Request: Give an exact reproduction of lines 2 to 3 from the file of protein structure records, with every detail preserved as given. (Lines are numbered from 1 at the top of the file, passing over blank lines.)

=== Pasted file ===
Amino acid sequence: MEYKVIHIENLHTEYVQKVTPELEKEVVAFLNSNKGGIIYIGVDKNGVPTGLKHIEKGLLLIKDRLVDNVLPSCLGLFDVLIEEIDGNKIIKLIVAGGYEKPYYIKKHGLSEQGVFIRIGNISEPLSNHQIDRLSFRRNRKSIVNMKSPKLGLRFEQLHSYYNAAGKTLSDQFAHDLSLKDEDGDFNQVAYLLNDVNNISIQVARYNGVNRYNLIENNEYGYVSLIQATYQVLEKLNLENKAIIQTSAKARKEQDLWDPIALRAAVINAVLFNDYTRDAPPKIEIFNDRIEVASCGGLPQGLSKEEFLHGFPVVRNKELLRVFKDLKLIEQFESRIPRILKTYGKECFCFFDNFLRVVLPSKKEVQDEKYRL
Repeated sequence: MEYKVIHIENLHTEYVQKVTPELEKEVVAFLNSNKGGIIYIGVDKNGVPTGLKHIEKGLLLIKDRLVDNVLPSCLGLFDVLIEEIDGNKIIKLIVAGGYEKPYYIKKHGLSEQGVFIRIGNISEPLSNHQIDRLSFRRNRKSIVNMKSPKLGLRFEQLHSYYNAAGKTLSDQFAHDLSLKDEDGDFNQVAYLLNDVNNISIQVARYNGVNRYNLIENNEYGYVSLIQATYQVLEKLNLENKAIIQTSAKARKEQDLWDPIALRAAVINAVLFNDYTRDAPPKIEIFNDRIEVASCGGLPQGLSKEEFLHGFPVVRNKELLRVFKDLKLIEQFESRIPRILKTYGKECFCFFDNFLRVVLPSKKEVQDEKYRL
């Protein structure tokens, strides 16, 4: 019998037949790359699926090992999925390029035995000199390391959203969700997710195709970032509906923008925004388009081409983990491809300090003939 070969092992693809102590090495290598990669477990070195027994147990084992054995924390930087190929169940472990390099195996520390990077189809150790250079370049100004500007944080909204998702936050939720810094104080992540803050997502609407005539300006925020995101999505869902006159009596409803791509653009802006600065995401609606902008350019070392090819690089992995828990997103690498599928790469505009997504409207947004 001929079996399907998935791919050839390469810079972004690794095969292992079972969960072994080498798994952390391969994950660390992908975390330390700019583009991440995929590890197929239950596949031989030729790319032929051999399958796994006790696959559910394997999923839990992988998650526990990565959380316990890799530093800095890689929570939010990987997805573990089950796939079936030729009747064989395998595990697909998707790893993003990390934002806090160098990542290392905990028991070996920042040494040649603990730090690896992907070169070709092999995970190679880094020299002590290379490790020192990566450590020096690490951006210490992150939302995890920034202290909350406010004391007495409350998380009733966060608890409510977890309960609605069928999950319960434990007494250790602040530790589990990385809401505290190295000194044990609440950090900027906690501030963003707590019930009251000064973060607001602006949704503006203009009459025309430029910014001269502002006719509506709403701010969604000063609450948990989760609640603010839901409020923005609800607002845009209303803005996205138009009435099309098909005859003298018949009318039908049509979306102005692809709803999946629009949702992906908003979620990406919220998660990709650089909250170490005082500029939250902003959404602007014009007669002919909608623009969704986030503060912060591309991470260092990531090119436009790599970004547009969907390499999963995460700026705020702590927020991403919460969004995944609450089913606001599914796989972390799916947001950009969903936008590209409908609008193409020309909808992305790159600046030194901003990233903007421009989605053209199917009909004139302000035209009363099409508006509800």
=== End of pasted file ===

Repeated sequence: MEYKVIHIENLHTEYVQKVTPELEKEVVAFLNSNKGGIIYIGVDKNGVPTGLKHIEKGLLLIKDRLVDNVLPSCLGLFDVLIEEIDGNKIIKLIVAGGYEKPYYIKKHGLSEQGVFIRIGNISEPLSNHQIDRLSFRRNRKSIVNMKSPKLGLRFEQLHSYYNAAGKTLSDQFAHDLSLKDEDGDFNQVAYLLNDVNNISIQVARYNGVNRYNLIENNEYGYVSLIQATYQVLEKLNLENKAIIQTSAKARKEQDLWDPIALRAAVINAVLFNDYTRDAPPKIEIFNDRIEVASCGGLPQGLSKEEFLHGFPVVRNKELLRVFKDLKLIEQFESRIPRILKTYGKECFCFFDNFLRVVLPSKKEVQDEKYRL
């Protein structure tokens, strides 16, 4: 019998037949790359699926090992999925390029035995000199390391959203969700997710195709970032509906923008925004388009081409983990491809300090003939 070969092992693809102590090495290598990669477990070195027994147990084992054995924390930087190929169940472990390099195996520390990077189809150790250079370049100004500007944080909204998702936050939720810094104080992540803050997502609407005539300006925020995101999505869902006159009596409803791509653009802006600065995401609606902008350019070392090819690089992995828990997103690498599928790469505009997504409207947004 001929079996399907998935791919050839390469810079972004690794095969292992079972969960072994080498798994952390391969994950660390992908975390330390700019583009991440995929590890197929239950596949031989030729790319032929051999399958796994006790696959559910394997999923839990992988998650526990990565959380316990890799530093800095890689929570939010990987997805573990089950796939079936030729009747064989395998595990697909998707790893993003990390934002806090160098990542290392905990028991070996920042040494040649603990730090690896992907070169070709092999995970190679880094020299002590290379490790020192990566450590020096690490951006210490992150939302995890920034202290909350406010004391007495409350998380009733966060608890409510977890309960609605069928999950319960434990007494250790602040530790589990990385809401505290190295000194044990609440950090900027906690501030963003707590019930009251000064973060607001602006949704503006203009009459025309430029910014001269502002006719509506709403701010969604000063609450948990989760609640603010839901409020923005609800607002845009209303803005996205138009009435099309098909005859003298018949009318039908049509979306102005692809709803999946629009949702992906908003979620990406919220998660990709650089909250170490005082500029939250902003959404602007014009007669002919909608623009969704986030503060912060591309991470260092990531090119436009790599970004547009969907390499999963995460700026705020702590927020991403919460969004995944609450089913606001599914796989972390799916947001950009969903936008590209409908609008193409020309909808992305790159600046030194901003990233903007421009989605053209199917009909004139302000035209009363099409508006509800």